Matthew 22:15-22 Rendering to Caesar and God

Roman Denarius Depicting Caesar Augustus

Matthew 22: 15-22

Parallels Mark 12:13-17; Luke 20:20-26

15 Then the Pharisees went and plotted to entrap him in what he said. 16 So they sent their disciples to him, along with the Herodians, saying, “Teacher, we know that you are sincere, and teach the way of God in accordance with truth, and show deference to no one; for you do not regard people with partiality. 17 Tell us, then, what you think. Is it lawful to pay taxes to the emperor, or not?” 18 But Jesus, aware of their malice, said, “Why are you putting me to the test, you hypocrites? 19 Show me the coin used for the tax.” And they brought him a denarius. 20 Then he said to them, “Whose head is this, and whose title?” 21 They answered, “The emperor’s.” Then he said to them, “Give therefore to the emperor the things that are the emperor’s, and to God the things that are God’s.” 22 When they heard this, they were amazed; and they left him and went away.

Three parables are followed by three challenges of Jesus’ authority as the Pharisees and Sadducees attempt to respond to Jesus in this charged situation. The Pharisees, which have been in conflict with Jesus from early in his ministry, now reemerge as those challenging his authority and putting him to the test. Jesus’ response to their question, which is often lifted out of its context and used with a couple other texts, particularly Romans 13:1-7, by many conservative Christians as a basis for a church/state theology where being a Christian means being serving those in political power, but for those who listen to Matthew’s presentation of Jesus’ message should understand that something much greater lies underneath these words and the way Jesus skillfully answers the question that is designed to either alienate Jesus from the crowds or to give the religious leaders a way to paint Jesus as an insurrectionist to the Romans.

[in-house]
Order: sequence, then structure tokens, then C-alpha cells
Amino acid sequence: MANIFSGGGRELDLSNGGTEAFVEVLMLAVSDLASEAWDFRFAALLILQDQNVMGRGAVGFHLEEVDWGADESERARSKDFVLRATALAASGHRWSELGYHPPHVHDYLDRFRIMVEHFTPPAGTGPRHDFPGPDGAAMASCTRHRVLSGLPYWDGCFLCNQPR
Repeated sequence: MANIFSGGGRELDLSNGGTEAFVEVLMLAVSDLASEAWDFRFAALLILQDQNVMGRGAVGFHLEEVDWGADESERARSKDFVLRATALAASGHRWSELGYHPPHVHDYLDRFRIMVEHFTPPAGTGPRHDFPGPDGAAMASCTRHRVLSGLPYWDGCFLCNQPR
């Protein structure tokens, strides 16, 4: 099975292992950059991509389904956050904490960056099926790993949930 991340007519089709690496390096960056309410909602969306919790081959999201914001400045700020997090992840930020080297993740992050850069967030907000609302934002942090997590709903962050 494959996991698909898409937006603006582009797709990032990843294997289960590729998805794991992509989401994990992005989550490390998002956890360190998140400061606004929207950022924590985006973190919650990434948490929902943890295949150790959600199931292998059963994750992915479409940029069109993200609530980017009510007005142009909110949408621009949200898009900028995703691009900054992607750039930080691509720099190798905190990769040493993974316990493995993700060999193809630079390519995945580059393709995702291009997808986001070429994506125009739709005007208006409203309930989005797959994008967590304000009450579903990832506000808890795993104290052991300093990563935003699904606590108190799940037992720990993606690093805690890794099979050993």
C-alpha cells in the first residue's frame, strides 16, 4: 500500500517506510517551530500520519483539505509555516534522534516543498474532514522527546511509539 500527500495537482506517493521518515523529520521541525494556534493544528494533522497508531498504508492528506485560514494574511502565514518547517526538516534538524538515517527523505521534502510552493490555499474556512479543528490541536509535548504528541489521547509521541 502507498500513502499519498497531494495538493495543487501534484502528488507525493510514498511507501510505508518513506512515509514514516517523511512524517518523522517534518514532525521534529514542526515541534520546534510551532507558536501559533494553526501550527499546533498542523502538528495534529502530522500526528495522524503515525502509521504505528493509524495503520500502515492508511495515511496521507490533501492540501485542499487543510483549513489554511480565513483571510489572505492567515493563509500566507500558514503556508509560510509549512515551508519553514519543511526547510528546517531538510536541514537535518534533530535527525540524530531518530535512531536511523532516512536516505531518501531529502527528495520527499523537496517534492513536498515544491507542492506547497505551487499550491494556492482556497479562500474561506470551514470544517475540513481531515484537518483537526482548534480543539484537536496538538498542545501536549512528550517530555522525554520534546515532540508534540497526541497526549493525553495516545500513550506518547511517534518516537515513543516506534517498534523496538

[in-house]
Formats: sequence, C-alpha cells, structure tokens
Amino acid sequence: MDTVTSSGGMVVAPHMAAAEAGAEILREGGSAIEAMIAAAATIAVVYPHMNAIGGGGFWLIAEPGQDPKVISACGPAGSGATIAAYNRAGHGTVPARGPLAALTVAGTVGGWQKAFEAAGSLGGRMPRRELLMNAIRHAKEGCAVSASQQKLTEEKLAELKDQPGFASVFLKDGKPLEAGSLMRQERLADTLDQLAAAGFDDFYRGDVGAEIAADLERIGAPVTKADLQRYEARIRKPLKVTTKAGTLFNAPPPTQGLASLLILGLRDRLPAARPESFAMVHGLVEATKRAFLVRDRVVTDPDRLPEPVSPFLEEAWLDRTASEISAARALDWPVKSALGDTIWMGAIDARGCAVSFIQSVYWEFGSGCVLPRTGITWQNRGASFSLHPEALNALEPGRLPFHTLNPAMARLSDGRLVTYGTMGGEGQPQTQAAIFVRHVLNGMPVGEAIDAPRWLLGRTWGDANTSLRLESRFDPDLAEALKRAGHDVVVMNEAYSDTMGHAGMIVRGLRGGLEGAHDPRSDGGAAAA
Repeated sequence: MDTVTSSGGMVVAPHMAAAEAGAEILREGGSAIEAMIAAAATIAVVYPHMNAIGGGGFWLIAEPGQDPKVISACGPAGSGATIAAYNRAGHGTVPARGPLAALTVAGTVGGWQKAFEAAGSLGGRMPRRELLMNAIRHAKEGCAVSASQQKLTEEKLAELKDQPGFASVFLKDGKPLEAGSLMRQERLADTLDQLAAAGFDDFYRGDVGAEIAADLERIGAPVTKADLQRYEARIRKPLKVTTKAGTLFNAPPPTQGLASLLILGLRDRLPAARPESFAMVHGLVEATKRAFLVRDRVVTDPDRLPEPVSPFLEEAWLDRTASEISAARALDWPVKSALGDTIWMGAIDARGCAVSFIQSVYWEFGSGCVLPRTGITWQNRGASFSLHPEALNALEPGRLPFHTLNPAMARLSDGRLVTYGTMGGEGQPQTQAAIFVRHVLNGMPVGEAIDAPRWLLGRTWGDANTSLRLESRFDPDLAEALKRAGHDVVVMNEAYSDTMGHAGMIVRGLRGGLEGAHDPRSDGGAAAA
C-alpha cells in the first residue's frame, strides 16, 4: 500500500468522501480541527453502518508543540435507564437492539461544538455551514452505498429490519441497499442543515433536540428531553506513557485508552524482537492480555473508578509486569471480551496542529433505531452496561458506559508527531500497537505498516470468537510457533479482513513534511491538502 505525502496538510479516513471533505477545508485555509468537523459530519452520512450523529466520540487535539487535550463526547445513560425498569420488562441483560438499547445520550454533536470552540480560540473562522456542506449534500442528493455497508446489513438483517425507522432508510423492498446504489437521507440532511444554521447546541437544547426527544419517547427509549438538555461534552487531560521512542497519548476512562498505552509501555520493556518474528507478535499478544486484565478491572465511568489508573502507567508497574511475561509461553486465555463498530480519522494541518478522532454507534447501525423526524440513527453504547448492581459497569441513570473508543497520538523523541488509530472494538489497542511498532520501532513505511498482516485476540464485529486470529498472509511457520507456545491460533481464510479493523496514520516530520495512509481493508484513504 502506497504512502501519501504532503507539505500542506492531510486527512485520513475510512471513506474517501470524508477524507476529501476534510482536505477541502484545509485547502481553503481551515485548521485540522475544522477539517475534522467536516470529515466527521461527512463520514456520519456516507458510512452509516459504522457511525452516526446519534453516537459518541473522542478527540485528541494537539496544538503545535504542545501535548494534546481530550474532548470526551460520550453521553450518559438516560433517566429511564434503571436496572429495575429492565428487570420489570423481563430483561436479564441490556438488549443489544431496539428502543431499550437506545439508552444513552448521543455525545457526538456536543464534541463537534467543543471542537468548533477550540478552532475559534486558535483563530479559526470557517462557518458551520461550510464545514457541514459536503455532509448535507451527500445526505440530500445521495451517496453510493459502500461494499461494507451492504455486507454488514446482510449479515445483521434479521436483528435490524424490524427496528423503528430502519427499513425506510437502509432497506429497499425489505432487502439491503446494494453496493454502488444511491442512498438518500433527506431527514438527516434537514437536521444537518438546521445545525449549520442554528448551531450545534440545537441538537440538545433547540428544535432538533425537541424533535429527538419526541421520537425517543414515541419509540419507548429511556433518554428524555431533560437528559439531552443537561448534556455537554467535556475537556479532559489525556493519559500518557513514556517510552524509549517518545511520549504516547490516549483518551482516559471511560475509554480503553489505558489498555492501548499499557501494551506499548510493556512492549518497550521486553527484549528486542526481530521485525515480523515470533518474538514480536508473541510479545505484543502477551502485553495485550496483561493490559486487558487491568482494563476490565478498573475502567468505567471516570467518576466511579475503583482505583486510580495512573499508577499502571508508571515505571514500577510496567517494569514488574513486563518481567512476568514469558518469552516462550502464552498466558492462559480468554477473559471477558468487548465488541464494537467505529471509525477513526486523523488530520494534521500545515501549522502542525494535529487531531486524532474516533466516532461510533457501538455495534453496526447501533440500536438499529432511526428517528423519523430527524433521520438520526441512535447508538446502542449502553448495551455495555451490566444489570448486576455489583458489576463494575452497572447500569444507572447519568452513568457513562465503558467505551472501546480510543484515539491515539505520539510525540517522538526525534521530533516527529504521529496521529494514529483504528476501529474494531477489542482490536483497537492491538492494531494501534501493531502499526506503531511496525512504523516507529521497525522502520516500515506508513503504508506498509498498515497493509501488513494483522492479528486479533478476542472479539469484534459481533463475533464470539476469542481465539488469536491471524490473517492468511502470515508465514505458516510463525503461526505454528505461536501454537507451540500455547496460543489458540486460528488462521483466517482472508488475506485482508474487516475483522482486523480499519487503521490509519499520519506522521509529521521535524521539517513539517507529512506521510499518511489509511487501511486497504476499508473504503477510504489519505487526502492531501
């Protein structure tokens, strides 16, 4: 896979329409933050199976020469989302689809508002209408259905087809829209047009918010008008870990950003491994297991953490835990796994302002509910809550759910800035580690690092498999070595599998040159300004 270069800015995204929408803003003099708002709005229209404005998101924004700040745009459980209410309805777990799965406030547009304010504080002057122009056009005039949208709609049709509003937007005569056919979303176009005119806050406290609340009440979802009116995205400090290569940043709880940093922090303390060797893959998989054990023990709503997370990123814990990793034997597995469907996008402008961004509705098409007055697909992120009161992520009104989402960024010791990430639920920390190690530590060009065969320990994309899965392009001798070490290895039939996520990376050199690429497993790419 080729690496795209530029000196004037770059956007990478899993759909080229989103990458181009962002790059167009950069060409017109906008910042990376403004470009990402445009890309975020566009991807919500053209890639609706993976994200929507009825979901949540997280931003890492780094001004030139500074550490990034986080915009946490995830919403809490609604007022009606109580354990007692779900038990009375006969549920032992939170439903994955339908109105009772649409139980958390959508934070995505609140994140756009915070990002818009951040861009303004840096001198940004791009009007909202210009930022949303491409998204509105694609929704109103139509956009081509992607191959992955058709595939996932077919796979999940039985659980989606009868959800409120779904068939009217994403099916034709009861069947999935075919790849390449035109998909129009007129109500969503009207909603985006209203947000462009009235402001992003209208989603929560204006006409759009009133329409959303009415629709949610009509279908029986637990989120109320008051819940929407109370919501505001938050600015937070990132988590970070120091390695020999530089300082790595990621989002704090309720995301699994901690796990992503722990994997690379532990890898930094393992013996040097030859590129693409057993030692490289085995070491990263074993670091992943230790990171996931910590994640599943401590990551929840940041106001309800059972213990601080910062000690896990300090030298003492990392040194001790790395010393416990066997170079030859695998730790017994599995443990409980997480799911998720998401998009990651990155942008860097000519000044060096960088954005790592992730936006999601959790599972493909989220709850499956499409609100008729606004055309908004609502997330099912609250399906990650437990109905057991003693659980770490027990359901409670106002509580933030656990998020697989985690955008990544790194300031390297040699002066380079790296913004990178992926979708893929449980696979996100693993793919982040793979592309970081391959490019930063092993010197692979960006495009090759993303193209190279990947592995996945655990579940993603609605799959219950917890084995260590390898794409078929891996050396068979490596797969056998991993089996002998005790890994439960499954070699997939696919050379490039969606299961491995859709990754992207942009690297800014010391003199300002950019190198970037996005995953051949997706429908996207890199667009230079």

Jesus’ proclamation of the kingdom of heaven presents an alternative to the bloody peace of the pax Romana, and yet throughout Matthew, Jesus often subverts the way of Rome from within. Jesus’ presence has resulted in reaction from those with political power since his birth, and yet Jesus has not sought out direct conflict with those in power but has instead modeled a way of peacemaking that is an alternative to the ways of the empire. This is the second time Jesus has been asked about taxes in Matthew and, as in 17:24-27, Jesus finds a way to grant to temple or Caesar what they claim without impinging on God’s claims. It is also important to remember the audacious claim of Israel’s faith: that their God is not merely the God of Israel, but the God of all the nations and God can use the nations, whether they are aware of it or not, to be forces of judgment and blessing for Israel. In the revised common lectionary this text is paired with Isaiah 45:1-7 where God anoints Cyrus the Great for God’s mysterious purposes. The prophet Jeremiah dealt with people who withheld tribute from Babylon, an unforgivable move from not only Babylon’s perspective but also in Jeremiah’s understanding, of God’s. As Rabbi Binyamin Lau can state:

Jeremiah keeps returning to his most deeply held principles: God controls geopolitics, and He has chosen Nebuchadnezzar to rule the world at this time. The decision cannot be revoked, and anyone who rebels against it is in fact rebelling against God. (Lau 2010, 141)

In the parable which precedes this question, it is probable that Matthew understands Rome’s destruction of the temple and the city in 70 CE as God’s working through Rome in judgment of the leaders refusal to accept the invitation to meet the bridegroom (22:1-14) or present the harvest as in the second parable of the series (21:33-46).